Should we feel sorry for Charlie Miller?
I would argue that we should not. Now, this is 100% conjecture based on my own experience as an iOS developer, but Charlie's clearly an intelligent person - it takes a hell of a mind to do something as complicated as security exploits - so I don't think we can fall back to "he was just being stupid".
Indeed, I think he knew exactly what he was doing, and exactly what would happen when the story broke. After all, he broke it himself, in a YouTube video no less. He very much put it into the public that he had knowingly violated his developer agreement, and in the same video he embarassed Apple. He didn't say that he'd violated his agreement, but once again, I'm not buying ignorance. The "no downloading code" rule is well-known in the developer community, and he specifically referenced it in the video.
So, he did something he knew App Store apps were not allowed to do, and he still uploaded it to the App Store. And then, when it got approved - remember, this is a proof-of-concept for malware - instead of taking it down and contacting Apple about this severe security hole, he made a YouTube video.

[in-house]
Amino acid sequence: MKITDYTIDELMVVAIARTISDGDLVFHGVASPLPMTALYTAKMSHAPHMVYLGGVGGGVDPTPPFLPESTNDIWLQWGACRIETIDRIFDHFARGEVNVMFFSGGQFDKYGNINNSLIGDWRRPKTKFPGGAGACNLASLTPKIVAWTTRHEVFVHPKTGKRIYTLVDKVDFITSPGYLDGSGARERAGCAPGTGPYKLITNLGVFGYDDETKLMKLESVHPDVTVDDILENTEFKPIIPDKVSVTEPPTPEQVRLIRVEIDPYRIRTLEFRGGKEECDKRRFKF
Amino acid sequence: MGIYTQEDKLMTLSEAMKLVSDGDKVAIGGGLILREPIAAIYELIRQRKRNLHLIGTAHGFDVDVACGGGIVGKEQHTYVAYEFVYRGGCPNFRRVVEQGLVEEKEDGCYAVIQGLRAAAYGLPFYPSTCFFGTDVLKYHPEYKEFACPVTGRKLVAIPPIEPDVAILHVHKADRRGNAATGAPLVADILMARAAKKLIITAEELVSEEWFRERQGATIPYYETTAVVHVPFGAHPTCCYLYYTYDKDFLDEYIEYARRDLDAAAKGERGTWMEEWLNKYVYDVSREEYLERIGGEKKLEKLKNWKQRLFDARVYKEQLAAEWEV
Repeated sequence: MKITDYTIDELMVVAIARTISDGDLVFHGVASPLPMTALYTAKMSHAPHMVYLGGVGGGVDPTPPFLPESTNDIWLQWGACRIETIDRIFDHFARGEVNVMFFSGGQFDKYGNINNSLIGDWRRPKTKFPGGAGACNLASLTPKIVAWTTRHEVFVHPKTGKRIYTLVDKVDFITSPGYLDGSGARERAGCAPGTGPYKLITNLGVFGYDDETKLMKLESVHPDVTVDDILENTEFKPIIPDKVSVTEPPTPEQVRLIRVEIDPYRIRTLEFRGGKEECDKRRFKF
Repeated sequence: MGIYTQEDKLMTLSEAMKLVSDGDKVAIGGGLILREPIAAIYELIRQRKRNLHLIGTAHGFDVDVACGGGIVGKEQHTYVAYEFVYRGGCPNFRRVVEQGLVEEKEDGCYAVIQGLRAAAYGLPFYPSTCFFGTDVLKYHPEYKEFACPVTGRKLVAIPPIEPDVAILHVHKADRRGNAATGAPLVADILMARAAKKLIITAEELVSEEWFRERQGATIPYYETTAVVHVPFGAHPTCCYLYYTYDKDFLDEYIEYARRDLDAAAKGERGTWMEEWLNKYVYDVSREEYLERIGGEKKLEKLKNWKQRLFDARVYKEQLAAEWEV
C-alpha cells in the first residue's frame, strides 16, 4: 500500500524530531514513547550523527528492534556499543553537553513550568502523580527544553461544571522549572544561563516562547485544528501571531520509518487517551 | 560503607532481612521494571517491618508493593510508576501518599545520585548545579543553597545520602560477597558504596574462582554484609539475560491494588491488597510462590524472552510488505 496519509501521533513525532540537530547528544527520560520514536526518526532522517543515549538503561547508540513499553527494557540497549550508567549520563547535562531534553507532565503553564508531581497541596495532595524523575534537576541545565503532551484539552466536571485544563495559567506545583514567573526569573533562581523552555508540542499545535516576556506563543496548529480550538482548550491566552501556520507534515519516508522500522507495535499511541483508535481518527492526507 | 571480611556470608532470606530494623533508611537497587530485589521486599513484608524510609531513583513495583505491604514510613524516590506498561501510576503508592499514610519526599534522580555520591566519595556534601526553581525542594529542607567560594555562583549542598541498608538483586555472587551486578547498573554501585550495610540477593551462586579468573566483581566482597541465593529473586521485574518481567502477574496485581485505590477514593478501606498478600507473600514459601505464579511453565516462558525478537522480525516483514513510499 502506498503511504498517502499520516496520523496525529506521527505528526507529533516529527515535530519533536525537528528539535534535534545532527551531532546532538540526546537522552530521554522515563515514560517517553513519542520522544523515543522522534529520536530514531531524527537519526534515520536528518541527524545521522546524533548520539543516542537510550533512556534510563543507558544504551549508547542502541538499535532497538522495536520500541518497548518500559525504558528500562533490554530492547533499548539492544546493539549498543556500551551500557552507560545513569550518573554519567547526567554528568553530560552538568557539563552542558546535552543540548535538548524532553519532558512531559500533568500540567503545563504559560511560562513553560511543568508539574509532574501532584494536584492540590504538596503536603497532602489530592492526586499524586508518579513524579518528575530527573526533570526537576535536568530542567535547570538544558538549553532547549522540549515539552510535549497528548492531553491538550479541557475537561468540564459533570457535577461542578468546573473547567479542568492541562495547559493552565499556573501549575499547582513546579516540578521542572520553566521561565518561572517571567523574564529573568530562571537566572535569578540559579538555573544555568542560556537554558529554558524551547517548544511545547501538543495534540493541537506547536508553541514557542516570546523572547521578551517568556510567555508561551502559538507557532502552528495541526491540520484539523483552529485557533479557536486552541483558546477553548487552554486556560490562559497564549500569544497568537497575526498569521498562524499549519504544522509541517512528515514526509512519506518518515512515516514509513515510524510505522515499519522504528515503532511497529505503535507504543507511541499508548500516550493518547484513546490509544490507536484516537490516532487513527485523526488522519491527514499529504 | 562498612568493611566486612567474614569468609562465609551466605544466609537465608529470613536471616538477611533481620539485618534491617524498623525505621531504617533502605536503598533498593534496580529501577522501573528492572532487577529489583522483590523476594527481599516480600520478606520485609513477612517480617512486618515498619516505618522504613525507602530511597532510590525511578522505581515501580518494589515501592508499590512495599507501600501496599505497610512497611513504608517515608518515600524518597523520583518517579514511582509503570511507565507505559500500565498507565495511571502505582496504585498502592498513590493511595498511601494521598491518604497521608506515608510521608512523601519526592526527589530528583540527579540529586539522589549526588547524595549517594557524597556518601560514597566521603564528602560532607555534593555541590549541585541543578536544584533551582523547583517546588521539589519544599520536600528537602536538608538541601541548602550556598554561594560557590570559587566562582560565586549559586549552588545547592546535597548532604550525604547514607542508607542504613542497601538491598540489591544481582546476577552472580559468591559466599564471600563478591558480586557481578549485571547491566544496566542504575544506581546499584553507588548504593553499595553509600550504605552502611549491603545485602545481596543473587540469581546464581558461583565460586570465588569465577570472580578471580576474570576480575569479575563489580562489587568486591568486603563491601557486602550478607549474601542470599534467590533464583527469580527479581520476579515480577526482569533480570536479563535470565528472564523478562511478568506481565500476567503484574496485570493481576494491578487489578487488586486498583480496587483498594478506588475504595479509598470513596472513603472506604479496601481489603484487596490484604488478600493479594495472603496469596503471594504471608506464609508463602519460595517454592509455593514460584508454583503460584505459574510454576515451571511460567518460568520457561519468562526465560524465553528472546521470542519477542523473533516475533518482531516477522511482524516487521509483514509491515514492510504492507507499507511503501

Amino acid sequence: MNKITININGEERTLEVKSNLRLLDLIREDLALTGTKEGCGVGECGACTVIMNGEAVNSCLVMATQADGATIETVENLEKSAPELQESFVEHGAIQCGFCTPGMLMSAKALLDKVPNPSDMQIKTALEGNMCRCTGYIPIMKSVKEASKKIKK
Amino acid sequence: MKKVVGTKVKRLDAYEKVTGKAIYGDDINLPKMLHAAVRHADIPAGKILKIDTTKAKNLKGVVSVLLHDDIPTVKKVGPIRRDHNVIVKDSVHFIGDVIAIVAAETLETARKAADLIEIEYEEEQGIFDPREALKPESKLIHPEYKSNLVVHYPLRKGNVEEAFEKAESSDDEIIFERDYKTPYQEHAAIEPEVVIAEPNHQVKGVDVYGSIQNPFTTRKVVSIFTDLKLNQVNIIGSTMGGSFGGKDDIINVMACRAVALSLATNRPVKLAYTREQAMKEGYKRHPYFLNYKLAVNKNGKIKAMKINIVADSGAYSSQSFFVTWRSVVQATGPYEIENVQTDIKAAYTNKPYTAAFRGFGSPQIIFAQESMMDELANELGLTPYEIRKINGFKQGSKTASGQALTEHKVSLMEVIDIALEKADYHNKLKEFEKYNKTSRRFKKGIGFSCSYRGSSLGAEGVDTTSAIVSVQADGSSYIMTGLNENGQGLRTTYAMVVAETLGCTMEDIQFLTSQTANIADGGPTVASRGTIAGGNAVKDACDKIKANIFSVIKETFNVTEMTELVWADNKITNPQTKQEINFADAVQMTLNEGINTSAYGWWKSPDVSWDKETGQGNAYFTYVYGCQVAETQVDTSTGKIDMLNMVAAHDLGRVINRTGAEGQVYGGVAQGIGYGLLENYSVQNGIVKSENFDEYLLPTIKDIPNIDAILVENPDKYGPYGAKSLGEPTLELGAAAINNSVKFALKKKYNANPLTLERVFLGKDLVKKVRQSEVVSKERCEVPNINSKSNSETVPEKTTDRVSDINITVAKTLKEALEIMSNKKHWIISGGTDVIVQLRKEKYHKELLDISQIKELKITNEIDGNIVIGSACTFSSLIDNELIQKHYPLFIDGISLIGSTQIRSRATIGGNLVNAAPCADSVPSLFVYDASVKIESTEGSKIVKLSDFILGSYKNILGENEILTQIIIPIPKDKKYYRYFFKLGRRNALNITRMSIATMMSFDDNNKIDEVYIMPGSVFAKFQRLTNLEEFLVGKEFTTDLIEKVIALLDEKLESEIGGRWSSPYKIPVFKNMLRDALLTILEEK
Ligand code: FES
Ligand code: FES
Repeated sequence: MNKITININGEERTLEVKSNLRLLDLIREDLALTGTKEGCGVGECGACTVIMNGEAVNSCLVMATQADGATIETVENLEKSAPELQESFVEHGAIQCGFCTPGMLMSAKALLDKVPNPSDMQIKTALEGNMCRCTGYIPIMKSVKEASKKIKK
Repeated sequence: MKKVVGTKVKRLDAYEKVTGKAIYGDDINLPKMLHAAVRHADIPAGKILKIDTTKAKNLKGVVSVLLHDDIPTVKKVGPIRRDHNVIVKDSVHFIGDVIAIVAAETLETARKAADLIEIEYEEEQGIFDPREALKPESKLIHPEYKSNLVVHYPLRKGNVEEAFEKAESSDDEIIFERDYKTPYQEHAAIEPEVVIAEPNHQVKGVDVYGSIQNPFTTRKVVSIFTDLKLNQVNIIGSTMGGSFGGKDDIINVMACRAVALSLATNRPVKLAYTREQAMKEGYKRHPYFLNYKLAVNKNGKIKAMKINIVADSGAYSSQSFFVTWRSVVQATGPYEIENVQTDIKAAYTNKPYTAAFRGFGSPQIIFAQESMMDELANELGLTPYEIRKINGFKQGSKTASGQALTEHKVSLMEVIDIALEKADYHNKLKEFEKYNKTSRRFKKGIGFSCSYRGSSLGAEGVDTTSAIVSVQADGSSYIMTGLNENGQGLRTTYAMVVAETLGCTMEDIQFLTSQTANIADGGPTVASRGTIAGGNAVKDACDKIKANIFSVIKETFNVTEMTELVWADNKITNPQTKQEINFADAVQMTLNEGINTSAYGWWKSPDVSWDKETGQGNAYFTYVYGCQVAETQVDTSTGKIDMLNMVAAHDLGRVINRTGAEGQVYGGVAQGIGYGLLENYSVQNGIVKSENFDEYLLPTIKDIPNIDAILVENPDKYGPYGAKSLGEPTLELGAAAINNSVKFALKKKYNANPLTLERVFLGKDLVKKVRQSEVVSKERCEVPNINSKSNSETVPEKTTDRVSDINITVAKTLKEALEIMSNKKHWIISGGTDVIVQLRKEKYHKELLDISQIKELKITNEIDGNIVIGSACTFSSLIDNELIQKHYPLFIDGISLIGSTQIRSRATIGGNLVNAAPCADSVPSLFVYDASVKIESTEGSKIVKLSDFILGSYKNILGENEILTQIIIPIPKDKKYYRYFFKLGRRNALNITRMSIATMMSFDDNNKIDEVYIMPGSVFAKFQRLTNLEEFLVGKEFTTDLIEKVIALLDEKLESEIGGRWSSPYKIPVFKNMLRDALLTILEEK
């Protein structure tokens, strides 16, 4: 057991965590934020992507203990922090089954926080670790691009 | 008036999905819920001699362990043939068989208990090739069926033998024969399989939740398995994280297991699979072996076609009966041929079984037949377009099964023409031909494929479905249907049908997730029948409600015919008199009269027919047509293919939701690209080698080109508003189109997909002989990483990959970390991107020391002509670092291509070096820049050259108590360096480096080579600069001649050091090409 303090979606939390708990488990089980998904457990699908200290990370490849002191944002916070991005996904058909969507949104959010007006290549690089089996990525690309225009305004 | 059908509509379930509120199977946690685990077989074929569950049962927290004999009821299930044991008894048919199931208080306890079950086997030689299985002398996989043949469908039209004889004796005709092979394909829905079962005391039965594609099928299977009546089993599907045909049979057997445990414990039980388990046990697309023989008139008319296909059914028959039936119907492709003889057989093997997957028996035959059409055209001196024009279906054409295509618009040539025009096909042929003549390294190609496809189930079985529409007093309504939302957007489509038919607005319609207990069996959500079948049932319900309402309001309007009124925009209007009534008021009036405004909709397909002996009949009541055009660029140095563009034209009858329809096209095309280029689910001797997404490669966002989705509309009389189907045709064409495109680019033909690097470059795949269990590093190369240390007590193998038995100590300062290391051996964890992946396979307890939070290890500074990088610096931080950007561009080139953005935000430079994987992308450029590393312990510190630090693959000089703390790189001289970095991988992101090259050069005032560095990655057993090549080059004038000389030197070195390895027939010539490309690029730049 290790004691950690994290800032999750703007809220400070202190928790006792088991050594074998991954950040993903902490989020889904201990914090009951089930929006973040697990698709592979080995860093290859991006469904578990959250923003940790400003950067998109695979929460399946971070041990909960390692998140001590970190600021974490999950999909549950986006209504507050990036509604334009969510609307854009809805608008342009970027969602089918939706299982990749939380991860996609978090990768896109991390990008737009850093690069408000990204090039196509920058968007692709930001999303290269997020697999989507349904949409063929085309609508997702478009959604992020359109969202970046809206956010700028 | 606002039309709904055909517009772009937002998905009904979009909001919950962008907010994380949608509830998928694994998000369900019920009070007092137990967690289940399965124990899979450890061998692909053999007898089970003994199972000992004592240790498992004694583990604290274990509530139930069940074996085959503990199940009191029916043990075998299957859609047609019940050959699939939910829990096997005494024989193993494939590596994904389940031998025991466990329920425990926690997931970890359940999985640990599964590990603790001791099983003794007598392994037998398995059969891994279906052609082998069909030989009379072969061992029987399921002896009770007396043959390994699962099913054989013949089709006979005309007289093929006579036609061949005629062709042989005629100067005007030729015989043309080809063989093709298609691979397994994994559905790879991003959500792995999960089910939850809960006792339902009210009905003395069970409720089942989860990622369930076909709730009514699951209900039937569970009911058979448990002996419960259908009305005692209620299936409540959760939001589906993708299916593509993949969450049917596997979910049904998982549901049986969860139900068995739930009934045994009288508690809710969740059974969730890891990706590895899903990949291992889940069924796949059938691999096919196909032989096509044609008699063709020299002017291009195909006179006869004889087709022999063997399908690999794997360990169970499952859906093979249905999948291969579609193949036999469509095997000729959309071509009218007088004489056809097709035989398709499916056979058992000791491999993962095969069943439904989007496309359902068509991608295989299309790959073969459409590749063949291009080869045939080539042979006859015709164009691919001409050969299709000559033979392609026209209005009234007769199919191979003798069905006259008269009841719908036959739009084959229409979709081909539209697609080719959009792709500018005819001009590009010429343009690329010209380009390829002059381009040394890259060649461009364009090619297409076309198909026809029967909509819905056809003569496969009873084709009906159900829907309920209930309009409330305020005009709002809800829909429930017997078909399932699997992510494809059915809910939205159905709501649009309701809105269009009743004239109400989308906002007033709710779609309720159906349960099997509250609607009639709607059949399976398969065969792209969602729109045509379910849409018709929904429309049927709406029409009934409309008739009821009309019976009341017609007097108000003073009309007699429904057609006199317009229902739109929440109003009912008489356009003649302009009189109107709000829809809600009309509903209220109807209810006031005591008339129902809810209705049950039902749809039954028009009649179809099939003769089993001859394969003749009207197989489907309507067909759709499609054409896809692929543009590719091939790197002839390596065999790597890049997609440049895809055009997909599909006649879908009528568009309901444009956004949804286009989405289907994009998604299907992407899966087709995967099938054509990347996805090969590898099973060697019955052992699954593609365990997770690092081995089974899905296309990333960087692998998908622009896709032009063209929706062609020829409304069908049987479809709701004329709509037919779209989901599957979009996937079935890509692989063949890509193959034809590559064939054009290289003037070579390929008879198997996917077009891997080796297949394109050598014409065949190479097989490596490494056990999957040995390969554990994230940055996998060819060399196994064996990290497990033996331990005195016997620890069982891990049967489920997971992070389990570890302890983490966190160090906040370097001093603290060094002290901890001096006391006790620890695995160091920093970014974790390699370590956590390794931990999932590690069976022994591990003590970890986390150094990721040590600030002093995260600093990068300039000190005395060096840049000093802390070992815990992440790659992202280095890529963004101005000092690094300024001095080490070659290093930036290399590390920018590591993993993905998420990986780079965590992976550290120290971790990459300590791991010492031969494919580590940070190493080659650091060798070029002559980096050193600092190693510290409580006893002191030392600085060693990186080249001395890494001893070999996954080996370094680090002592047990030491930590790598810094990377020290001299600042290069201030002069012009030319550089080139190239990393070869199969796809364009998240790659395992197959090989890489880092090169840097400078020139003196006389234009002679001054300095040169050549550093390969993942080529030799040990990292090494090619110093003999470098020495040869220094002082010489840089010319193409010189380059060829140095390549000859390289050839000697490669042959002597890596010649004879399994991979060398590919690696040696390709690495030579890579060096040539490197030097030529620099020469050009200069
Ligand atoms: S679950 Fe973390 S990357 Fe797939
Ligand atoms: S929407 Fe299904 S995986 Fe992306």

Apple doesn't take too kindly to this kind of behaviour - this, too, is well known within the community. There was no way he was getting a slap on the wrist. He must have known, right? He must have realised that Apple would take swift and decisive action. Was he so worried about plugging this hole that he knowingly threw himself to the wolves, to protect the rest of us?
I think perhaps he was motivated by the same thing that motivates conspiracy theorists and reality TV stars: fame. Big security hole in mobile OS, that's a page two story. But big bad corporate Apple crushing yet another innocent developer, who was only trying to help, that's front page on every tech site on the internet. And indeed it was.
Should Apple have done what it did? Probably not. But was it predictable? Absolutely. And Miller must have seen it coming. Don't feel sorry for him - he got exactly what he wanted.